Apr 24 2014

Ernst on Homeopathy

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12 Responses to “Ernst on Homeopathy”

  1. TomJLon 24 Apr 2014 at 9:47 am

    Great article. I think the distinction between science-based medicine (SBM) and evidence-based medicine (EBM) is an important one. As you have described here and elsewhere, EBM is associated with a variety of issues, in particular the emphasis on more research (‘more well designed large RCTs needed’ etc.) which is often unnecessary purely on the grounds of non-existent prior plausibility. This is expensive, time consuming and doesn’t take into account the likelihood of false positives from poorly and even well-designed trials muddying the waters.

    However, anyone I know who is actively involved in research either has not heard of SBM or is typically unaware of the distinction between SBM and EBM. For example, searching for ‘science based medicine’ on google or pubmed doesn’t really bring up any results for published academic articles, apart from those about EBM.

    Is there any intention to outline the position of science based medicine in the academic literature in the same way as Sackett and colleagues influential articles did for EBM (eg. Evidence based medicine: what it is and what it isn’t, (1996) BMJ) or is this not a plausible option? I personally think a position statement which outlines the theoretical and methodological goals of SBM and how they build upon and correct upon some of the limitations of EBM would be a valuable contribution to the research literature.

  2. carbonUniton 24 Apr 2014 at 12:02 pm

    I think many consider “homeopathy” = “home remedy”. I think there’s deliberate marketing to exploit this.

  3. Teaseron 24 Apr 2014 at 2:01 pm

    Great entry and thanks for talking about Ernst. I will add his blog to my regular reading list.

    I have found this graphic very useful in regards to supplements and other “health foods”.

    Scientific evidence for popular health supplements
    Showing tangible human health benefits when taken orally by an adult with a healthy diet

    http://www.informationisbeautiful.net/play/snake-oil-supplements/

  4. grabulaon 24 Apr 2014 at 10:44 pm

    I have to agree with carbon unit, part of what’s muddying the water these days is the fact that homeopathy is replacing “natural” when it comes to certain products. I notice on occasion a lot of products using the label that obviously aren’t just water.

  5. Eric Tergersonon 28 Apr 2014 at 3:57 pm

    I know this is an old quibble that gets trotted out time after time, but once again, my eye twitched a little bit when I saw the term “skeptic” being used to describe someone “rejecting” something for one reason or another.
    I realize these anecdotes confirm my own bias, but that bias is that the term skeptic only describes the very first part of what skepticism really entails: Don’t buy into a claim before looking into it. Then you go through all of the steps you need to in order to evaluate evidence, plausibility, ect ect.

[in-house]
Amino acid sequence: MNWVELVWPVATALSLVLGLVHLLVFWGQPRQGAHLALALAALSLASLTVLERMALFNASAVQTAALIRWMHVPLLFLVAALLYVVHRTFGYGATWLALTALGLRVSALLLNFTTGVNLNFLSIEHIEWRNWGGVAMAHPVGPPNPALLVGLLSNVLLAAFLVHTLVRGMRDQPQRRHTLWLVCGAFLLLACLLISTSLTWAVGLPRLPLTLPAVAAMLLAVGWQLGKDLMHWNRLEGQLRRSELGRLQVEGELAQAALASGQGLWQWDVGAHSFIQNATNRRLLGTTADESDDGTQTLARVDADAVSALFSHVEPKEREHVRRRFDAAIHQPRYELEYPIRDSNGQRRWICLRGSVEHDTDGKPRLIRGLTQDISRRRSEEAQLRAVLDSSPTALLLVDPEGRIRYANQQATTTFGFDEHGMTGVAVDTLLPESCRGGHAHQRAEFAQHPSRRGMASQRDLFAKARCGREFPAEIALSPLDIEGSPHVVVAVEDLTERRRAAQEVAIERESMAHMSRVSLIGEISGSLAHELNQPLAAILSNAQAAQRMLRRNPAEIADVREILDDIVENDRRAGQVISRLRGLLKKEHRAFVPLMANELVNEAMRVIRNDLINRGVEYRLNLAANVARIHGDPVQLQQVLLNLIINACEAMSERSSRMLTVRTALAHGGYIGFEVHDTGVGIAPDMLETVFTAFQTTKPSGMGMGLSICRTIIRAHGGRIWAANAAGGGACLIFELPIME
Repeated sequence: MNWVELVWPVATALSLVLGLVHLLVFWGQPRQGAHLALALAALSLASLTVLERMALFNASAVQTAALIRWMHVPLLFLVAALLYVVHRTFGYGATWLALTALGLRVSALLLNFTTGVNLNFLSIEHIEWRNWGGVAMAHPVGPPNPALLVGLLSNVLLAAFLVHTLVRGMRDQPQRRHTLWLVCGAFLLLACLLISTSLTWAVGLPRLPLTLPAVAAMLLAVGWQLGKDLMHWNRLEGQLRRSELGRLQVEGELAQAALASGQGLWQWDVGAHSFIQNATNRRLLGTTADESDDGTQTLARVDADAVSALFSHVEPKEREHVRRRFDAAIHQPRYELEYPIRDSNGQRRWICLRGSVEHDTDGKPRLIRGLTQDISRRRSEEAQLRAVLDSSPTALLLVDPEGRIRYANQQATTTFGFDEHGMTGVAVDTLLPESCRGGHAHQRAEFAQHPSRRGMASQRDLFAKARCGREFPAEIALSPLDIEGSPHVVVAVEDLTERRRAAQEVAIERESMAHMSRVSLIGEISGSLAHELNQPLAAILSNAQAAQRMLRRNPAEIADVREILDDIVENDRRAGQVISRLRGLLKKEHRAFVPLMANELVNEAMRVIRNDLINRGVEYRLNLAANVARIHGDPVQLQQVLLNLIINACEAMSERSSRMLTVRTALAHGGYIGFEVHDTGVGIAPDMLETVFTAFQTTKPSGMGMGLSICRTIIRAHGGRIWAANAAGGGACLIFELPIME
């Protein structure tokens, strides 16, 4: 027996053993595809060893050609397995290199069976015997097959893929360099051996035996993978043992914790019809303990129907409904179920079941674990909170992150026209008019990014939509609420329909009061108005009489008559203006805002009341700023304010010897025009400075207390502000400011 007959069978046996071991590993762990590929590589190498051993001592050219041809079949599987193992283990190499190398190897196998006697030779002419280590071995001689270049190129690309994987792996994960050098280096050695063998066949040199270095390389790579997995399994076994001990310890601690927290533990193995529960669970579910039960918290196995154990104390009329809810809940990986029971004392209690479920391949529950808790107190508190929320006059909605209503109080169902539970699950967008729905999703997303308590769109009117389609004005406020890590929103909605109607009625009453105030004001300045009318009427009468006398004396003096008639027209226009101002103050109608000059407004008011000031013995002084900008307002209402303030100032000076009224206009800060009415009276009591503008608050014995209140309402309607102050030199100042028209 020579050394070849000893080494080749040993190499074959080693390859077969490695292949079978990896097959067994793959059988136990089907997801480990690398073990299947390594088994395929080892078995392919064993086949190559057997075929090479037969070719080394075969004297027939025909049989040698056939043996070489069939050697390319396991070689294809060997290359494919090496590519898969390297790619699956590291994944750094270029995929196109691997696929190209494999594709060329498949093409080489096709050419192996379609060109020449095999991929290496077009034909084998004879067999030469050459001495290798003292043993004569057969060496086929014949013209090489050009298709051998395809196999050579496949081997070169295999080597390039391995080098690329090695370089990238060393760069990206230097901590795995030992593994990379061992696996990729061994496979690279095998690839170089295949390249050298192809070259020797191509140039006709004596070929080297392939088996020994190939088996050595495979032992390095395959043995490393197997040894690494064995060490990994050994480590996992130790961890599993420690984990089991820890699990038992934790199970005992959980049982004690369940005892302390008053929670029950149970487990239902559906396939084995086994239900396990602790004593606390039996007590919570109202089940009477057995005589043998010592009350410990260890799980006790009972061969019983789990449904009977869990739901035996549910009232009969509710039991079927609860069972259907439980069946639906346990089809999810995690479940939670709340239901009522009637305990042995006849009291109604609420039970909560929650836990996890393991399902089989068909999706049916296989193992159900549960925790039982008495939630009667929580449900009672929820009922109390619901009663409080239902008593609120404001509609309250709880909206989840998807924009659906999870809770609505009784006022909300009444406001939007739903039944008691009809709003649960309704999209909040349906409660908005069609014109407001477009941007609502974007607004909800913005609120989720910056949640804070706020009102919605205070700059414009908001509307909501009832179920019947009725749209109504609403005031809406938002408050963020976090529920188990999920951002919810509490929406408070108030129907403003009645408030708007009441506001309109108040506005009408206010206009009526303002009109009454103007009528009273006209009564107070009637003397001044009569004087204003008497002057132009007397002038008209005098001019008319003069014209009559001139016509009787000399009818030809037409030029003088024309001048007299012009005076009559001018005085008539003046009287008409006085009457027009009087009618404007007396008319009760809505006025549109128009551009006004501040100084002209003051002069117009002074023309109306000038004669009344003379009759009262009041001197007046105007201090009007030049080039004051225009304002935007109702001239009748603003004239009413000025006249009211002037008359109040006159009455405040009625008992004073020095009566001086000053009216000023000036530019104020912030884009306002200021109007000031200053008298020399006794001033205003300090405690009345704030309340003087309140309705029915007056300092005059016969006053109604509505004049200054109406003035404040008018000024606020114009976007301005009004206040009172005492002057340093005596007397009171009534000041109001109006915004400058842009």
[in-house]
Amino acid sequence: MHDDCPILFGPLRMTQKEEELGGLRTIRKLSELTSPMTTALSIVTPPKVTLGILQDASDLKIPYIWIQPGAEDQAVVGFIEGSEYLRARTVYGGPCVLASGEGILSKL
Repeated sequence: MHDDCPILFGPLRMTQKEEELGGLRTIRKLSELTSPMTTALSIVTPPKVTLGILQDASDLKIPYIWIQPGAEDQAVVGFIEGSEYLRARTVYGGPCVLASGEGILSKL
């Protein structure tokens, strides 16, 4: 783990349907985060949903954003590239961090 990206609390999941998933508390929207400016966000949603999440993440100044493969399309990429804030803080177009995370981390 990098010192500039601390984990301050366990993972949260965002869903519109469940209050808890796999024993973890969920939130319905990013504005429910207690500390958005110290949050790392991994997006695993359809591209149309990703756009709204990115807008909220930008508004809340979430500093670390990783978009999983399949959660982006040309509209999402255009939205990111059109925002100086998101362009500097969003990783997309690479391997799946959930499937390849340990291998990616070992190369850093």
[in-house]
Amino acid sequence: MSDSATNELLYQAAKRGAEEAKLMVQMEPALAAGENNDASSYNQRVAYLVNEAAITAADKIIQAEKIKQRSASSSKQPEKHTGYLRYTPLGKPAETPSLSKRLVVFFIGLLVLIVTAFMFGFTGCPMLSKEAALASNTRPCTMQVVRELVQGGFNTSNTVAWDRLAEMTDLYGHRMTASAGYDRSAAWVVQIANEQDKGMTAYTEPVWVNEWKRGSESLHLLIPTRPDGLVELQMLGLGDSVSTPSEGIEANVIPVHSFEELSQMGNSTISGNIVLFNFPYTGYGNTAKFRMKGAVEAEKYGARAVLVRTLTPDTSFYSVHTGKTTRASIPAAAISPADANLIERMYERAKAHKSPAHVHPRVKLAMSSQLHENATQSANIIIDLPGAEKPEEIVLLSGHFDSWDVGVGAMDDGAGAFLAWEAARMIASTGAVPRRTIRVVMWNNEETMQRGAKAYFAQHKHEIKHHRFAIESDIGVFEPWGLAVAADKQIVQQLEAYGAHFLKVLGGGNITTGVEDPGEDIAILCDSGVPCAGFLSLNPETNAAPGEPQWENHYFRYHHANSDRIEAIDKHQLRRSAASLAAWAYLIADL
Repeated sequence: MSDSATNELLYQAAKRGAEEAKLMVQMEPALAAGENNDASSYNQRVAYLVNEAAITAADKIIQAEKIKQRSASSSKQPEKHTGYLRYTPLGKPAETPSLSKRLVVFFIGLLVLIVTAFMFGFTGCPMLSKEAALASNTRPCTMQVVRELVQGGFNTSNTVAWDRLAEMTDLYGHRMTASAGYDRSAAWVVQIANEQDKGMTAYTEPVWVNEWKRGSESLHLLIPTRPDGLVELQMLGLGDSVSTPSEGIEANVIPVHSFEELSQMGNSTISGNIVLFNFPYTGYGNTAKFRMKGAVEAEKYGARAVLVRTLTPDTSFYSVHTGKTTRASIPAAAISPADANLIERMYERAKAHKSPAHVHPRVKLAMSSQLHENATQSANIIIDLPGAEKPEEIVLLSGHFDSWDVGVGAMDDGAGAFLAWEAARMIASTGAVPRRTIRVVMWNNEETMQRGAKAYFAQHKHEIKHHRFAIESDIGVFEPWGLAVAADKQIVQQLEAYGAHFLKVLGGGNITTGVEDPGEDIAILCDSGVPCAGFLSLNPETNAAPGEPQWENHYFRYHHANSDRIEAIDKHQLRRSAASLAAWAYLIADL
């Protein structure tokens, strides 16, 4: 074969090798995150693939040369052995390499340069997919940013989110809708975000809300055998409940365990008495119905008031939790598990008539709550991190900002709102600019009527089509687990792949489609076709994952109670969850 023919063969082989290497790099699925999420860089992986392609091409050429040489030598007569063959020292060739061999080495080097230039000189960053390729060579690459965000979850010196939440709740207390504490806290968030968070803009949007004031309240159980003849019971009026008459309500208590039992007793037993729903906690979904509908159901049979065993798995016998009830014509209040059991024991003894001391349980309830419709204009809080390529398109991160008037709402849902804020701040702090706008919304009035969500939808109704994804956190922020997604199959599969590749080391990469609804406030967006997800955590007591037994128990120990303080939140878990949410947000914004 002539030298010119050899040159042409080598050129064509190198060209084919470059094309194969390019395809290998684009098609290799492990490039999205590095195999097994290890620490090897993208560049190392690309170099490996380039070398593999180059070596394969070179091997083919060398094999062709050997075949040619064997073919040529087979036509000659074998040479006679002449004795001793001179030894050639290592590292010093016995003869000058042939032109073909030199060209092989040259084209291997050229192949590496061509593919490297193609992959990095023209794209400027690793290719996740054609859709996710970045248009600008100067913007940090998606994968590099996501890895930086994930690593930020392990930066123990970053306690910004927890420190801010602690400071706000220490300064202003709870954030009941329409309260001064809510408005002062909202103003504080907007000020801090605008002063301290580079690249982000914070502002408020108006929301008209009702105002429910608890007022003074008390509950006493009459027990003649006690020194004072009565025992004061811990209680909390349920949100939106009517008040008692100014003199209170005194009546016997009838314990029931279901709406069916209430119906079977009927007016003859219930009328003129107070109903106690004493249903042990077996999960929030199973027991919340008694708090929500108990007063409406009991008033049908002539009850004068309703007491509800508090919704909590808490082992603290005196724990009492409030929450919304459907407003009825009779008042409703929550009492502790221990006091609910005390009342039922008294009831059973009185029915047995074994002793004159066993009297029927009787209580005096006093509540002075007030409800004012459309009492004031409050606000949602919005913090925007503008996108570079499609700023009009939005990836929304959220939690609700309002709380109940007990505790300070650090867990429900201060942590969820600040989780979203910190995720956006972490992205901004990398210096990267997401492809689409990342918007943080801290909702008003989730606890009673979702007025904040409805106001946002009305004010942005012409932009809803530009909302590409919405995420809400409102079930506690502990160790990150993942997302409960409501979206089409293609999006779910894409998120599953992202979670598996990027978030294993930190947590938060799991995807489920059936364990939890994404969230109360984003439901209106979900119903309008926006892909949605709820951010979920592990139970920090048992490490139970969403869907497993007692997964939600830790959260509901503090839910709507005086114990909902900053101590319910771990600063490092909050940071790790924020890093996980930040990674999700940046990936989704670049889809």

I know there have been other attempts at finding a different name… but gah!

  6. Eric Tergersonon 28 Apr 2014 at 3:59 pm

    Specifically, the term skeptic being confused with contrarian, or, a hater, basically.

  7. Nitpickingon 29 Apr 2014 at 7:26 am

    How does one nominate for the Macarthur Foundation grants? I think it’s time Ernst got one.

  8. BillyJoe7on 29 Apr 2014 at 7:47 am

    Sometimes “sceptic” means “denier” as in “climate change sceptic”
    By this definition, even sonic is a sceptic (:

  9. Bill Openthalton 29 Apr 2014 at 7:49 am

    There is a thin line between a doubter and a denier, especially when one is surrounded by bullshit.

  10. Kevin Duganon 29 Apr 2014 at 2:45 pm

    I now use “Bayesian Skeptic” or “Bayesian Rationalist”. This leads into a discussion of Bayes theorem and how prior probability feeds into evaluating dubious claims in the context of other explanations.

  11. Thomas_Kunderaon 29 Apr 2014 at 5:21 pm

    Three interesting points to consider about homeopathy: it is a “medicine” that is unlikely to be harmful due to the dilution method, very cheap to produce (99.9999…% of sugar), and effective, in the sense that a placebo one believes in is effective for many medical problems peoples have.

    I wonder, if, at least in France, homeopathy hasn’t been officially approved as a medicine just to give a cheap and inoffensive answer to public request for “alternative” medicine, a placebo that is as effective as any other, but cheaper and less dangerous than many. Even if it cost a bit of public money, it’s likely a better option than misuse of “conventional” drugs or many other “alternative” stuff, that could cost far more in consequences.

    Could that be?

  12. grabulaon 01 May 2014 at 11:10 pm

    @thomas

    “I wonder, if, at least in France, homeopathy hasn’t been officially approved as a medicine just to give a cheap and inoffensive answer to public request for “alternative” medicine, a placebo that is as effective as any other, but cheaper and less dangerous than many. Even if it cost a bit of public money, it’s likely a better option than misuse of “conventional” drugs or many other “alternative” stuff, that could cost far more in consequences.”

    That’s most likely the case just about everywhere. I’ve seen interviews and articles where directors literally say we’re bringing it in because of the money it generates. No discussion about efficacy. The important thing to understand here is that in the end it’s the wrong answer. Unproven, or methodologies proven not useful should not be part of a legitimate healthcare system.

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